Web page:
Ralph Ellison Slavery

630 Words3 Pages
This stunning piece of work depicts the utmost level of atrocities that the African-American had to endure before social equality became acceptable. The story absolutely numbs the mind, and it takes a while for the harshness to sink in. One cannot help but imagine what it was like to belong to a part of the slave world.The author, Ralph Ellison, has explicitly described the physical status of the narrator and his other black counterparts as he faces the many humiliating challenges in the ring. This can be felt by the many instances in the story, "A blow landed hard against the nape of my neck", "Blows landed below the belt and in the kidney", and many more. The author has symbolically, yet vividly described to the readers the socio economic conditions of the black community. In spite of being intelligent and wise, they were never good enough to enjoy an equal status in society.This is seen when the author wrote about the audience 's reaction when the protagonist says the words social equality during his speech," Sounds of displeasure filled the room. They shouted hostile phrases at me"(Ellis). The African-Americans were looked down upon and had to shed their own blood, kill their own fellow-men, face humiliation, and had to be ready to accept whatever was tossed to them. Perhaps animals were in a better place, thus indicating the cruel color conflicts that existed in the segregated South. The first scenario at the smoke was of the white…show more content…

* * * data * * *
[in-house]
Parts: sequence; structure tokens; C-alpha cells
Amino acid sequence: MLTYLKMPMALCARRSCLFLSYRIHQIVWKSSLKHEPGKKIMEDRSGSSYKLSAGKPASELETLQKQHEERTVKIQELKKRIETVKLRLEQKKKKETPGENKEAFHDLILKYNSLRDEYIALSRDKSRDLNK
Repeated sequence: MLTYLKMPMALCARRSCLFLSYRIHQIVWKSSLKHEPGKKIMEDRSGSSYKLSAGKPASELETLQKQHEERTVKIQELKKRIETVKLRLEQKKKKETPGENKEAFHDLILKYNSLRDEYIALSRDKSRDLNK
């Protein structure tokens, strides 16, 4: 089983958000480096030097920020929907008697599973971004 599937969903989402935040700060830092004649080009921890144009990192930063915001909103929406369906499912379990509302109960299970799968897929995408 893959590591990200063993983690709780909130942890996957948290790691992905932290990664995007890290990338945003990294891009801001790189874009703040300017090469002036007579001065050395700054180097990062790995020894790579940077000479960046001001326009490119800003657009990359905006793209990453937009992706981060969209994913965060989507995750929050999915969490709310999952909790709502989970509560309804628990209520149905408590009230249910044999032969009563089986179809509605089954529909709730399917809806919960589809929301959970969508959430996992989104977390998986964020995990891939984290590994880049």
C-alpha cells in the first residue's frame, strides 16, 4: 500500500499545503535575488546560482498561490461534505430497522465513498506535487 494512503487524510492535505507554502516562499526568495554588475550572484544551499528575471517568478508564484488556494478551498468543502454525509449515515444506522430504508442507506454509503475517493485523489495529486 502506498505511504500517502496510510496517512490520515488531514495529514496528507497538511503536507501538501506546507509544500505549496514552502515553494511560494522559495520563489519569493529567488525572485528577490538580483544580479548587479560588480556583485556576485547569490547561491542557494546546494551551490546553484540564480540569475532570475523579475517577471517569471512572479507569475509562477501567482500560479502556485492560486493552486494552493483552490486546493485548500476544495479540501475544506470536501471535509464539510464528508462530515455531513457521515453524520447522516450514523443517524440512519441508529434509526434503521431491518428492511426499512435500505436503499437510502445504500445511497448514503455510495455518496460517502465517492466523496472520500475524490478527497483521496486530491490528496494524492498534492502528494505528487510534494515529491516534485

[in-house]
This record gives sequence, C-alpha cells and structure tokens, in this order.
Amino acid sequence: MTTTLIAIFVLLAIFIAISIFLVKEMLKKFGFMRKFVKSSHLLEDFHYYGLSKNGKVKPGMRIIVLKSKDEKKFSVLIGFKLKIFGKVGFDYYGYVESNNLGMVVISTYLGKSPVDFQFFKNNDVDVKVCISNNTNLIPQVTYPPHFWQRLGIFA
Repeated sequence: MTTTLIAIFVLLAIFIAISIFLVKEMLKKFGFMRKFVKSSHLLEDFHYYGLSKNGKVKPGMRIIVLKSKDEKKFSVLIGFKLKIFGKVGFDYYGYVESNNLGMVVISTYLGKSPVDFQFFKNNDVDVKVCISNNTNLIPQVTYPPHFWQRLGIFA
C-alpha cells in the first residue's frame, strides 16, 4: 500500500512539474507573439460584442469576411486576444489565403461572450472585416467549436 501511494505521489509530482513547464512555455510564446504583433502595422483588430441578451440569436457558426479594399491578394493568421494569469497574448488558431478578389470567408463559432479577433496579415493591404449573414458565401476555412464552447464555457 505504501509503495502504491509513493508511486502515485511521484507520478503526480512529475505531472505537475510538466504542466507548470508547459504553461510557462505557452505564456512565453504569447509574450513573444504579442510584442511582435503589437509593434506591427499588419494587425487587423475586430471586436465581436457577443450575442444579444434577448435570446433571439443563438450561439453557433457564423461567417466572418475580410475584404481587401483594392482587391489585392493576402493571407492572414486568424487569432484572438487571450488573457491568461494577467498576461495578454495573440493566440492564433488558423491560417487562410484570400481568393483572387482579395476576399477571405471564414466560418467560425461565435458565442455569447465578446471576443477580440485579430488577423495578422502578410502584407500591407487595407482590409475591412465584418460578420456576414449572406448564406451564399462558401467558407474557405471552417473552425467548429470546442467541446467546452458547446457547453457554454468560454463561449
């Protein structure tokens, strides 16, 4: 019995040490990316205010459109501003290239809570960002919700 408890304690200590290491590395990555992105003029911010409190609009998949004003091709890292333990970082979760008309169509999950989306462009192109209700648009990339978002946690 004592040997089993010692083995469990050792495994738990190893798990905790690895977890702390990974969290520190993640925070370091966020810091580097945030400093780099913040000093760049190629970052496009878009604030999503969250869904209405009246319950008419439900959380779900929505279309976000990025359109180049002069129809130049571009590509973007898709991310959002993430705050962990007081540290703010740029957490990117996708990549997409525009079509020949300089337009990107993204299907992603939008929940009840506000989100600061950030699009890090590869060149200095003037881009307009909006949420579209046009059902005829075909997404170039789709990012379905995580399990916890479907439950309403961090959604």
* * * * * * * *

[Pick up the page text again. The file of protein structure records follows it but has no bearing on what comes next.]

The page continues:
Concludingly, as a reader it can be analysed that this was no royal battle. It was a battle of inequality, a battle so gloomy and melancholic,that it wrenches the heart from the socket. This is probably only one of the multiple such sullen incidents where the color of the skin decided a persons fate. Being adults was it so difficult for these people to realize that people do not chose their color. They are born with it. If color decided fates and destinies then probably the racist white Americans of such mindsets, had black
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